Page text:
OpEd

OP-ED: “Why we can not fully celebrate” by Club de Madrid about the quality of democracy

Today the world is celebrating the International Day of Democracy. On this special occasion Vaira Vike-Freiberga, President of the Club de Madrid and former President of Latvia, has signed an Op-Ed on behalf of the 97 Members of the Club de Madrid expressing their concern about the state and quality of Democracy worldwide. The Op-Ed has been published by spanish leading newspaper El País.

 

WHY WE CAN’T FULLY CELEBRATE 

Members of the Club de Madrid express concern on International Democracy Day

The spread of democracy around the world has undoubtedly been one of the major political achievements of the 20th century. The 2011 uprisings in Tunisia and Egypt seemed to herald yet another wave of democratic transitions, political freedom and economic prosperity in regions that for decades have been plagued with unrelenting authoritarian rule, repression and corruption. Expectations of swift and wide-ranging transitions have, however, been mostly frustrated. Once again in 2014, Freedom House highlights alarming setbacks rather than advancement in political rights and civil liberties in most transitional regimes.

Even though the numbers of those voting in 2014 have been greater than ever before, analysts observe that “democracy appears to be in a holding pattern around the world—if not outright retreat.”[1] Elections, although essential, are only a tool for the implementation of democracy. According to the UN General Assembly resolution that established the International Day of Democracy that we celebrate today, democracy is a system based on the “freely-expressed will of people to determine their own political, economic, social and cultural systems, and their full participation in all aspects of life.”[2] People today want to express their will broadly and deeply, in ‘…all aspects of life…’, not just with a ballot every four or five years. Representative democracy is not keeping up with the growing demand for direct participation, and the result is growing disaffection.

That ‘fourth wave of democracy’ thought to have been set off by the Arab Spring has been followed by an intricate web of dramatic conflicts in and around Syria; mounting tensions in Wider Europe flowing from Russia’s actions in Ukraine; and the continuing muzzling of on and offline citizen voices from Latin America to the Middle East, among others. The world seems to be lurching from one crisis to another and, while there are encouraging developments in Myanmar, Indonesia, Colombia, Tunisia, and parts of sub-Saharan Africa, global trends are nevertheless far from propitious. New and often subtle forms of populism and authoritarian behavior are appearing in a variety of countries, irrespective of past democratic credentials. The resurgence of terrorism from certain groups of Islamic fundamentalists will not only continue to taint foreign policy, it could again result in a further weakening of individual rights and democratic values as governments struggle with tensions between liberty and security.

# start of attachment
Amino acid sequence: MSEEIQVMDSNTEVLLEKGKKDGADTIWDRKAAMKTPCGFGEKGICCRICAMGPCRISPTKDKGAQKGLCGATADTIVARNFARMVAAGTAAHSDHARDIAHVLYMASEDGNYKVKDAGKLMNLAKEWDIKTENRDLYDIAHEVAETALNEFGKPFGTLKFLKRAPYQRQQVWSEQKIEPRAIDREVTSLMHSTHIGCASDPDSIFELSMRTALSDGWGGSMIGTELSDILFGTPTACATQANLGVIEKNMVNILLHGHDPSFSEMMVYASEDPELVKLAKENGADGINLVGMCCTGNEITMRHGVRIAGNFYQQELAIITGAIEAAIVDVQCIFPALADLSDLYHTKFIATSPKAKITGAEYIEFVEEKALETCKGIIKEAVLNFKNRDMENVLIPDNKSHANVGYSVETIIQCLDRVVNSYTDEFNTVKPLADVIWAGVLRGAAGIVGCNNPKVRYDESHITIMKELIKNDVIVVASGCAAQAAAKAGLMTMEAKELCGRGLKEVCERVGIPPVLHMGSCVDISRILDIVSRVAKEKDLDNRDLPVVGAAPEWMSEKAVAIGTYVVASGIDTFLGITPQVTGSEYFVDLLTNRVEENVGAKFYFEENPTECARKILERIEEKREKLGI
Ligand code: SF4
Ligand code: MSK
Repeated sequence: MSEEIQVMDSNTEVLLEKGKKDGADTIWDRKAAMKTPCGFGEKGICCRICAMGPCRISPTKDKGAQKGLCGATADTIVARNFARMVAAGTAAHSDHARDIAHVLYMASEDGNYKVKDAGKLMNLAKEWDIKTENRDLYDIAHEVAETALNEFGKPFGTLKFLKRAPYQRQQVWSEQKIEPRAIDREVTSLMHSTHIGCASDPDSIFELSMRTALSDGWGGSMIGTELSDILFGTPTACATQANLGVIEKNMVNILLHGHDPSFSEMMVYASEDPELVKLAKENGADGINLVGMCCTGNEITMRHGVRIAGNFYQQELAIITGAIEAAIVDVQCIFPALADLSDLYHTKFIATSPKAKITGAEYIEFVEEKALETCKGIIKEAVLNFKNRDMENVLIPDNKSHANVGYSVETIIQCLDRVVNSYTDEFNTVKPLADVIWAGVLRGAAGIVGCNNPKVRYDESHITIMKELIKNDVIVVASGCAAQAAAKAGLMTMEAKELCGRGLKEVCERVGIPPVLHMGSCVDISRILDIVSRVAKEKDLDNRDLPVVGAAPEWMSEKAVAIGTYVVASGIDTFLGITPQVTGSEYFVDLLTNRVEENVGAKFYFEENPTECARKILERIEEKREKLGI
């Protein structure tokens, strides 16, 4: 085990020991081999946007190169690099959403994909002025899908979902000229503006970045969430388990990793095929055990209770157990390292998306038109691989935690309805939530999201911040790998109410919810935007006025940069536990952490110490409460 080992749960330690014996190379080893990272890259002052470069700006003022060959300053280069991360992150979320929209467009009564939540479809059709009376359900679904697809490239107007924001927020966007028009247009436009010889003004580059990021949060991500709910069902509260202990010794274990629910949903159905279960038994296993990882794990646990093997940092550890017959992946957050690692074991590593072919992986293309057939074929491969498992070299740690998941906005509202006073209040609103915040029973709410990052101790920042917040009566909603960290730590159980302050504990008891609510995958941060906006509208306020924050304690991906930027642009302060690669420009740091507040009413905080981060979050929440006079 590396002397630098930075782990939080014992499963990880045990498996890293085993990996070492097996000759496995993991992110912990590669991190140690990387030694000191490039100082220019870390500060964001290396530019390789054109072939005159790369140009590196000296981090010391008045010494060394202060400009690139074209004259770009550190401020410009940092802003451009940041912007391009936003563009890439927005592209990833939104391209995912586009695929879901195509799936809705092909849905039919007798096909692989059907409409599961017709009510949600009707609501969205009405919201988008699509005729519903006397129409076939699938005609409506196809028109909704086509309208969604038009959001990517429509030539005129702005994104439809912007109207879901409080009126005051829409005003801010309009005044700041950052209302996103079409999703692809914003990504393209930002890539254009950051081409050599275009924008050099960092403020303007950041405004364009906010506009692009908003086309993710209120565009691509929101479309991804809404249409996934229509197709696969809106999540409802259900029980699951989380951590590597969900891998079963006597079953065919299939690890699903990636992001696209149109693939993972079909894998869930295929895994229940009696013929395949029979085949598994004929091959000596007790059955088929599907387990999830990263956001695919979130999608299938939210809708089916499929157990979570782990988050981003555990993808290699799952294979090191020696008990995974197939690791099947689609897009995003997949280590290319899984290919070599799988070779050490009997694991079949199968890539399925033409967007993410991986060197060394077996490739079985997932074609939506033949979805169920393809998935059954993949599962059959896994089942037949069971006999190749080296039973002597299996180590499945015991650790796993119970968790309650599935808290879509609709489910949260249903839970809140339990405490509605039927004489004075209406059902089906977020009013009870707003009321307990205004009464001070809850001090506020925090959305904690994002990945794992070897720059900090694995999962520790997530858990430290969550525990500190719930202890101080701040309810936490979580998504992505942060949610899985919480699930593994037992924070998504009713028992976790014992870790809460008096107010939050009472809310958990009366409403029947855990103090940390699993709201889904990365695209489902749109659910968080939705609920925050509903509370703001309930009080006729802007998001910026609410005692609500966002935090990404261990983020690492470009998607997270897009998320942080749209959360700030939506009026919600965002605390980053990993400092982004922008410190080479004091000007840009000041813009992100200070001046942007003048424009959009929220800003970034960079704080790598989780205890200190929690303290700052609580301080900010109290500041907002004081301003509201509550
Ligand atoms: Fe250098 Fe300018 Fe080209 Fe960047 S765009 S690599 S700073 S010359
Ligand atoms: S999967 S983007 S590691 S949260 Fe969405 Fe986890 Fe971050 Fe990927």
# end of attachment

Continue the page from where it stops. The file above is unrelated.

If these disquieting trends continue to deteriorate, the future of democracy will soon be in real jeopardy. Political stress is being exacerbated by growing inequality within nations, even in the face of significant poverty reduction globally. The expansion of middle classes beyond ‘Western industrialized countries’ has broadened access to education and technology for hundreds of millions in emerging regions of the world, rapidly expanding the needs and expectations of newly empowered citizens and putting insurmountable pressure on slimming public institutions. On the one hand, new pro-democratic movements, often led by the youngest generations of citizens, are intensively using social media and communication technologies all over the world in order to generate values for a truly global democracy. On the other hand, the economic crisis that began in 2008 has created additional strains, particularly in consolidated democracies, where long-established middle classes are experiencing a sharp decline in living standards. The expectations of citizens for a better future are being thwarted at such a pace that democratic institutions may not be able to cope.